Robin Thicke - Biography



          Before exchanging nuptials with Miss World 1990, Alan Thicke (composer, Growing Pains actor, author, game show host, and one-time homecoming king) was married to Days of Our Lives star Gloria Long. The marriage lasted 13 years and produced two sons, Brennan and Robin. Alan’s lengthy show biz resume was a tough act to follow for his boys, but Robin proved up to the challenge. Robin Thicke, born March 10, 1977, took a shine to music at an early age. While his father, who had composed a couple of TV theme songs including one for sitcom The Facts of Life, tried to instill a love for Bruce Springsteen in his son, Robin gravitated toward the R&B artists shown to him by his mother, including Luther Vandross and Aretha Franklin. Later, he stumbled onto rap and started discovering artists on his own. He enjoyed Kurtis Blow, Mary J. Blige, and NWA, and claims that he didn’t even begin listening to rock music until the age of 17.


            Los Angeles-born Thicke began writing songs early in his life. At the remarkably young age of 16, he made an impression on Andre Harrell, the man responsible for Puff Daddy and Mary J. Blige. The Bad Boy Records president was floored by what he perceived to be an inherent soulfulness in the young artist. Taking Thicke under his wing, Harrell got him a job with Interscope Records, where he wrote songs for a variety of female artists including Christina Aguilera, Brandy, and Mya. He penned hits for men too, including Latin sensation Marc Anthony and ex-New Kid on the Block Jordan Knight. Thicke found the opportunity to record his own album in the early 2000s. Recording under his last name only, Thicke wrote or co-writing every track and played the role of producer as well. Interscope Records released his debut, Cherry Blue Skies (2002 Interscope), in the fall of 2002.


            The single “When I Get You Alone” allowed Thicke to make a music video in which he sports his shoulder-length locks, quite a different look than the one his fans know him by today. The song received a decent amount of rotation on MTV2, but it did particularly well in Australia, Italy, New Zealand, and Belgium. Perhaps sensing a star in the making, Interscope reissued Thicke’s debut in 2003, this time calling it Beautiful World (2003 Interscope). Sales were better this time around, but not great. The songs Thicke had written for himself lacked the same commercial appeal as those he’d written for the likes of Aguilera. While his compositions for others were usually heavily grounded in accessible pop, he had taken a neo-soul approach in writing for himself. Beautiful World sputtered out in the Billboard 200 charts at number 152 and sold fewer than 65,000 copies.


            Darkness descended upon Thicke in his post-Beautiful World days. He still found work as a songwriter and took on new clients such as Usher, but he was understandably confused and upset over the commercial disappointment of his own offering. The artist himself claims that he became well-acquainted with liquor during that time and was not above imbibing for breakfast. Fortunately, the period did not last long. In 2005, after joining Will Smith on a remix of the song “Switch,” Thicke found a new supporter in Pharrell Williams – the wildly successful producer and one-half of The Neptunes. Williams poached Thicke from Interscope and signed him to his label, Star Trak. More good news followed for Thicke when Lil Wayne recorded a revision of “Oh Shooter,” the first track off Beautiful World. Wayne put the song on his album Tha Carter II (2005 Universal) and appeared with Thicke in the video, giving way to plenty of who’s-that-guy publicity.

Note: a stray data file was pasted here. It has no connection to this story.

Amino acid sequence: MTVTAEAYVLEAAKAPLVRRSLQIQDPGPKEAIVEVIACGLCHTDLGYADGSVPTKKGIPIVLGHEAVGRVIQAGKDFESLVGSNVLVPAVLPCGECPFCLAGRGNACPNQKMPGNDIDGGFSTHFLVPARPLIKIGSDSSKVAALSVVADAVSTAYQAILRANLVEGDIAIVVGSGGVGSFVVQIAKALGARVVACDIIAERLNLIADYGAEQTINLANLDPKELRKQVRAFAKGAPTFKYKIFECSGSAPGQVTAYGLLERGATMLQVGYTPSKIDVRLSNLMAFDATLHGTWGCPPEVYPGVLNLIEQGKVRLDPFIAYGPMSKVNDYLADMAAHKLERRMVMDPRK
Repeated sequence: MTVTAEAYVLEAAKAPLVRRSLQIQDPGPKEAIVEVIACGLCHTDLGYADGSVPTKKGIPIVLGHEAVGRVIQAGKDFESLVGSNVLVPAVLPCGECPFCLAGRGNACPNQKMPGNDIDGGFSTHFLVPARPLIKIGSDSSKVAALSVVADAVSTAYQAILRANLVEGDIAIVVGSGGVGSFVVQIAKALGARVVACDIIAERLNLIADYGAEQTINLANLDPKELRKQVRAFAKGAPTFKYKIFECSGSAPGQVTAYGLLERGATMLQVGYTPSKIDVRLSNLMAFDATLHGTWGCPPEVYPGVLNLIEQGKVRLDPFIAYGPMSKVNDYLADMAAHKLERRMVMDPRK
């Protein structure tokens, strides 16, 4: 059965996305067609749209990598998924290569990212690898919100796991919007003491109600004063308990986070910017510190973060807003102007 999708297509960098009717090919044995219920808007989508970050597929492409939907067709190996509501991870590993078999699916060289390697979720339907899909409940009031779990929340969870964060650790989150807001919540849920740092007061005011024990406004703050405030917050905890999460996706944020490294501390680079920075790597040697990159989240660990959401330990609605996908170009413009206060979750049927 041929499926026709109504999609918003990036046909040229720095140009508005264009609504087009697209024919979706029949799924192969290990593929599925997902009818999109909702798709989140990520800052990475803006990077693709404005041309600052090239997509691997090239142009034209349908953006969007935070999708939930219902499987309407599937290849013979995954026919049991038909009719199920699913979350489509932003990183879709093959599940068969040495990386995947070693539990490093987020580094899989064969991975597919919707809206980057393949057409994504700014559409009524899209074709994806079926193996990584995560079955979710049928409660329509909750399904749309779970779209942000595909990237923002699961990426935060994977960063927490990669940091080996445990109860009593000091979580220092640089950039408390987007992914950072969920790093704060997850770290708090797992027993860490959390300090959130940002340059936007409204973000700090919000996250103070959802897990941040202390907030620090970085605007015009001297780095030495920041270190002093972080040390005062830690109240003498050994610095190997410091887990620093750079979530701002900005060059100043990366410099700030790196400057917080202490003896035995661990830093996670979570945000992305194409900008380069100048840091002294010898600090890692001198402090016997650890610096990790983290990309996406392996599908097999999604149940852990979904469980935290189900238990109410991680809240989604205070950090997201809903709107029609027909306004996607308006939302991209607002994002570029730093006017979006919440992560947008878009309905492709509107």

With The Neptunes’ support and Williams’ vote of confidence, Thicke began recording a brand new LP, featuring a wider variety of instruments and musical styles. The Evolution of Robin Thicke (2006 Star Trak/Interscope) was slated for release in 2005, but was pushed back to October 3, 2006, almost a year after “Wanna Love U Girl” was issued as the album’s first single. Some of Thicke’s steam may have been lost in the setback, but his album still sold astonishingly well, peaking at number five in the R&B charts. Such was its success that it was re-released in deluxe format, which sent its sales north of one million copies. The most popular song on the LP, “Lost Without U,” reached number one on the Hot R&B/Hip-Hop charts, making Thicke the first white male artist since George Michael to top it.


            It had all come together for Thicke, who in the wake of Evolution, worked with 50 Cent, toured with Beyonce, and appeared on The Oprah Winfrey Show two times within a two week time span. Needless to say, he had his work cut out for him. In 2008, Thicke and Pharrell went back into the studio. On September 30th of that year, Thicke released Something Else (2008 Star Trak/Interscope). His popularity was so enormous at that point that just about anything with his name on it probably would have charted. Fortunately, his third album proved to be his most accomplished and consistent, and the sales corroborated this fact. It peaked at number three on the R&B and Billboard 200 charts, and sold close to 140,000 copies in its first week alone. In 2009 he followed with Sex Therapy, Love After War in 2011, and Blurred Lines in 2013.

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